The director of this film is Portuguese but I believe it was filmed in Germany. It’s about an old man and his eccentricities. He carries out a strained yet torrid relationship with a sexy, much younger guy. I was moved by this film because, yet again, it takes a twist that was completely unexpected. This one definitely made me rethink my relationship with those individuals with deep coursing foot fetishes. Beautifully shot, this film will remain with you.
NON LOVE SONG by Erik Gernard:
On the last day of summer before heading to college, two 18-year old best friends attempt to connect as adults and for the first time in their lives share a real moment. This was an 8 minute short presented in black and white. You get a sense that one of the two best friends is gay; he may or may not be “out”. The question of sexuality isn’t a resounding theme in this. It’s about two young men who are close and have known each other forever. It was heartwarming to see a close relationship between to guys that wasn’t fixated on the topic of sex or the possibility of sex.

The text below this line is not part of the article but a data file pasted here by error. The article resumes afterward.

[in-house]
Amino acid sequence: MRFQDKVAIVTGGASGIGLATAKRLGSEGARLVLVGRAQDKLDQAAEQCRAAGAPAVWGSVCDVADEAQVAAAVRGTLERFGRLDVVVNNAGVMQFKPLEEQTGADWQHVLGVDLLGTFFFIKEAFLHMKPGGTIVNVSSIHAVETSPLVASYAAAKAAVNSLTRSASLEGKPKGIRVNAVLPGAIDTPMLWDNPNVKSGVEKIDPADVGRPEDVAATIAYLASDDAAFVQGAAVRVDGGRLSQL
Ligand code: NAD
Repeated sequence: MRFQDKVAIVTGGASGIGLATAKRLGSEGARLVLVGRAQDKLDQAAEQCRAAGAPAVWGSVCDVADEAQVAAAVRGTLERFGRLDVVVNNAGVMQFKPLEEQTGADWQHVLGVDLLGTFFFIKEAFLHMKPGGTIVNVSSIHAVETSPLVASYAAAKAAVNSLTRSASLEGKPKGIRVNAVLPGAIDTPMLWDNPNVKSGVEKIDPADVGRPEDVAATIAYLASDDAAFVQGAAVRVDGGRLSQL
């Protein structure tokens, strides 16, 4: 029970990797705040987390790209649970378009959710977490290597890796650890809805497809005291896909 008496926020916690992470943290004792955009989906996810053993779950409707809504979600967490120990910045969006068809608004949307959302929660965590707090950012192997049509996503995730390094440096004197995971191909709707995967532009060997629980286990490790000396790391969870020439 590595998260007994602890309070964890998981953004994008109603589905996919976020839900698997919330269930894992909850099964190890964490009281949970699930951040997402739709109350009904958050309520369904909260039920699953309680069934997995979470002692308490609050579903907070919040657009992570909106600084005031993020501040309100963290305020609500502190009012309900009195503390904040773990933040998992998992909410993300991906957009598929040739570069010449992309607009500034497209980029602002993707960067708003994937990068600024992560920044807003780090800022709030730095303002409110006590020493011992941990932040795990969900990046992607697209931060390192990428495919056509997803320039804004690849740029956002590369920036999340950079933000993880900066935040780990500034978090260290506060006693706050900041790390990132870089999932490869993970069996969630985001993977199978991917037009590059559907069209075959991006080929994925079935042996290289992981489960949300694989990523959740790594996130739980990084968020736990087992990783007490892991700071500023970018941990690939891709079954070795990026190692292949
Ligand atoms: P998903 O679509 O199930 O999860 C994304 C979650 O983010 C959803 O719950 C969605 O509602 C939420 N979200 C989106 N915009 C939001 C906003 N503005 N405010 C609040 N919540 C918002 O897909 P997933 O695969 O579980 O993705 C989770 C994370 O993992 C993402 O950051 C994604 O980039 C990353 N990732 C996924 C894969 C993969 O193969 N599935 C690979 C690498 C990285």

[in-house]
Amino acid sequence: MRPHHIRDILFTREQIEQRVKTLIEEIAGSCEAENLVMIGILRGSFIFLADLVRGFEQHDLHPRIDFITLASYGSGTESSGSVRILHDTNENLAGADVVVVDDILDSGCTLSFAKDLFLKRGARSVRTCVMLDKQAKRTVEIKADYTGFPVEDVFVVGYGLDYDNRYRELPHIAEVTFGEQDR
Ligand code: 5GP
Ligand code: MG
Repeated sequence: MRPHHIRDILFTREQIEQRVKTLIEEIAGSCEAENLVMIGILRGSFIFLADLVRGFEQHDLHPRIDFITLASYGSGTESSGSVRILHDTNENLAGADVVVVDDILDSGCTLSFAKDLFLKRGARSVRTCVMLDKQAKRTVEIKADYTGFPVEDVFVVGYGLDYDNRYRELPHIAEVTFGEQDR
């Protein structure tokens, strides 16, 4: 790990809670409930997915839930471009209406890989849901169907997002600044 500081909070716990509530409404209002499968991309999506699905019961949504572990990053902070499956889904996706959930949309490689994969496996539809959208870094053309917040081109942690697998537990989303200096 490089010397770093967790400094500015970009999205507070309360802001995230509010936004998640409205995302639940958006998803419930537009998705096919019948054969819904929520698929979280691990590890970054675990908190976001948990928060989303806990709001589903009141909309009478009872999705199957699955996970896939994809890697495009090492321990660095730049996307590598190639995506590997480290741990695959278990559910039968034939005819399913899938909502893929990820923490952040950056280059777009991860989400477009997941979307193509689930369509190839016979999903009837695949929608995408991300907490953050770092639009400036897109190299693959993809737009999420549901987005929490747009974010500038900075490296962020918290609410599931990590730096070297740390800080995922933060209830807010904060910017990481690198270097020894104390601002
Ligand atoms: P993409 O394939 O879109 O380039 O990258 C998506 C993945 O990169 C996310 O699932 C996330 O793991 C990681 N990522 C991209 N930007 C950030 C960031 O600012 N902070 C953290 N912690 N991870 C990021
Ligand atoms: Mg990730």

Maria Breaux and her partner were in attendance at the festival. Both were exceptionally conversational toward me and I found their presence comforting and warm. It was a pleasure to talk with them both about our individual views on the different shorts. Throughout this festival I maintained an open mind to the Lesbian made films. I found them to profound and far more noteworthy than initially I might have thought. Lucha is set in 1982 against the backdrop of the insurgency in El Salvador. Lucha traces the plight of two women in love whose only respite from the battles raging against their oppressive government is the solace found in each other’s arms. I found this film intriguing because it was a personal story about how real people are affected by meddlesome US agendas – something, being American myself, we are not often afforded the luxury of seeing for ourselves.